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Neurobiol Dis. 2009 Dec;36(3):425-34. doi: 10.1016/j.nbd.2009.08.007. Epub 2009 Aug 22.

An amyloid-beta protofibril-selective antibody prevents amyloid formation in a mouse model of Alzheimer's disease.

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  • 1Department of Public Health and Caring Sciences/Molecular Geriatrics, Uppsala University, Rudbeck Laboratory, Dag Hammarskjölds väg 20, SE-751 85 Uppsala, Sweden.

Abstract

Human genetics link Alzheimer's disease pathogenesis to excessive accumulation of amyloid-beta (Abeta) in brain, but the symptoms do not correlate with senile plaque burden. Since soluble Abeta aggregates can cause synaptic dysfunctions and memory deficits, these species could contribute to neuronal dysfunction and dementia. Here we explored selective targeting of large soluble aggregates, Abeta protofibrils, as a new immunotherapeutic strategy. The highly protofibril-selective monoclonal antibody mAb158 inhibited in vitro fibril formation and protected cells from Abeta protofibril-induced toxicity. When the mAb158 antibody was administered for 4 months to plaque-bearing transgenic mice with both the Arctic and Swedish mutations (tg-ArcSwe), Abeta protofibril levels were lowered while measures of insoluble Abeta were unaffected. In contrast, when treatment began before the appearance of senile plaques, amyloid deposition was prevented and Abeta protofibril levels diminished. Therapeutic intervention with mAb158 was however not proven functionally beneficial, since place learning depended neither on treatment nor transgenicity. Our findings suggest that Abeta protofibrils can be selectively cleared with immunotherapy in an animal model that display highly insoluble Abeta deposits, similar to those of Alzheimer's disease brain.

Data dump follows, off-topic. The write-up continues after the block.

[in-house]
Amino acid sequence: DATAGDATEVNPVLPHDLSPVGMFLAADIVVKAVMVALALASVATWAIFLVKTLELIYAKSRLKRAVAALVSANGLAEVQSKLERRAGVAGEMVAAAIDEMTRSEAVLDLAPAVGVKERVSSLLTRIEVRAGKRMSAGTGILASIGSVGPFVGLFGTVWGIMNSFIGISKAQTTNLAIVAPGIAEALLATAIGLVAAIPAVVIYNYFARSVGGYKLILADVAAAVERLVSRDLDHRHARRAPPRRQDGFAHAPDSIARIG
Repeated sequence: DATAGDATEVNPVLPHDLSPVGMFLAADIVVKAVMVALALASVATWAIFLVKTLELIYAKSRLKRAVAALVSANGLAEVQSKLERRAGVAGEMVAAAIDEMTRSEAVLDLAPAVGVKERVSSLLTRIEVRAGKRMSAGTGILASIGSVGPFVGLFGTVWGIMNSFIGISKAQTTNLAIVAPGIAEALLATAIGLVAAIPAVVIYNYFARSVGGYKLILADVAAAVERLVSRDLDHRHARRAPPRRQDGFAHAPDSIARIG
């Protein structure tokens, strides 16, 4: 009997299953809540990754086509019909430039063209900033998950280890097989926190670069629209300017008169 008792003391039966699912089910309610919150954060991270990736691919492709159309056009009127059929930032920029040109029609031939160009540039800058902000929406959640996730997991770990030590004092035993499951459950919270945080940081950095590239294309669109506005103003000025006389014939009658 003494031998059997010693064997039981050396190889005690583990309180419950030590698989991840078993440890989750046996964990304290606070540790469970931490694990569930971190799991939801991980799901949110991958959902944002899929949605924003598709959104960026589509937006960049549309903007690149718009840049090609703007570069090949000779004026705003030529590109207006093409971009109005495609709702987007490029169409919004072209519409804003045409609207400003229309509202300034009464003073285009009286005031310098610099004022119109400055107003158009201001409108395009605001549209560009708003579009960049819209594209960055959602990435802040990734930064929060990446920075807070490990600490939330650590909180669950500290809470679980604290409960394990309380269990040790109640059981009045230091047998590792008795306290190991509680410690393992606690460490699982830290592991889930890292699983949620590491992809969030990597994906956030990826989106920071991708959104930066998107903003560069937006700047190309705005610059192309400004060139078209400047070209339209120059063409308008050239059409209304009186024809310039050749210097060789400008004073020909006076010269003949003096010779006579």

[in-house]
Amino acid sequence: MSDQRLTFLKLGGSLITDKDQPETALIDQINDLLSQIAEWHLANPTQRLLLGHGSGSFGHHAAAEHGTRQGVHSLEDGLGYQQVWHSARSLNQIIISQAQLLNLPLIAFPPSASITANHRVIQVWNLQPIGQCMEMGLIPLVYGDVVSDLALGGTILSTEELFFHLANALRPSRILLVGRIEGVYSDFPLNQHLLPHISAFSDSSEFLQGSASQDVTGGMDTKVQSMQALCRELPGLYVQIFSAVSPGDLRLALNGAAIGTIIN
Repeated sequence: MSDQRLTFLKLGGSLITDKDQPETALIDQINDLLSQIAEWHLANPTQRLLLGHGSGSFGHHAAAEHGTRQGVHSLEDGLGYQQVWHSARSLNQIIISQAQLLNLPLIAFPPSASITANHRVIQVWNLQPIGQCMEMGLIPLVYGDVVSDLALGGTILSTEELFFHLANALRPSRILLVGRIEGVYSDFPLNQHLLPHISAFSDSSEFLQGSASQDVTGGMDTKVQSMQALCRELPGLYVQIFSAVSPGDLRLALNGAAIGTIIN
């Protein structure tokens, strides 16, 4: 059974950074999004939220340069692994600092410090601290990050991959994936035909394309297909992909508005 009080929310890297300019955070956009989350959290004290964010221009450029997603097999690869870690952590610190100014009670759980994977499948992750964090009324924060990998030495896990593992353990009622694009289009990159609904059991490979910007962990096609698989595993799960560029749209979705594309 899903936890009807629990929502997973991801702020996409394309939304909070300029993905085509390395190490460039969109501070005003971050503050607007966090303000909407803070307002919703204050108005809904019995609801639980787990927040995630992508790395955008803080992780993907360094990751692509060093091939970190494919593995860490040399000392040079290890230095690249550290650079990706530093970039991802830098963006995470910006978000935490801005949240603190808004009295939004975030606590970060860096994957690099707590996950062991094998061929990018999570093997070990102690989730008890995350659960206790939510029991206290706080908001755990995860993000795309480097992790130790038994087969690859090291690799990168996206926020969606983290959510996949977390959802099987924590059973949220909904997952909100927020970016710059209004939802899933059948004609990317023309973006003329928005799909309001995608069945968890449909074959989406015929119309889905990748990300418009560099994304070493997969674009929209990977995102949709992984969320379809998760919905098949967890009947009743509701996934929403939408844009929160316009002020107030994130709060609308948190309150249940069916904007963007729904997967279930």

[PubMed - indexed for MEDLINE]
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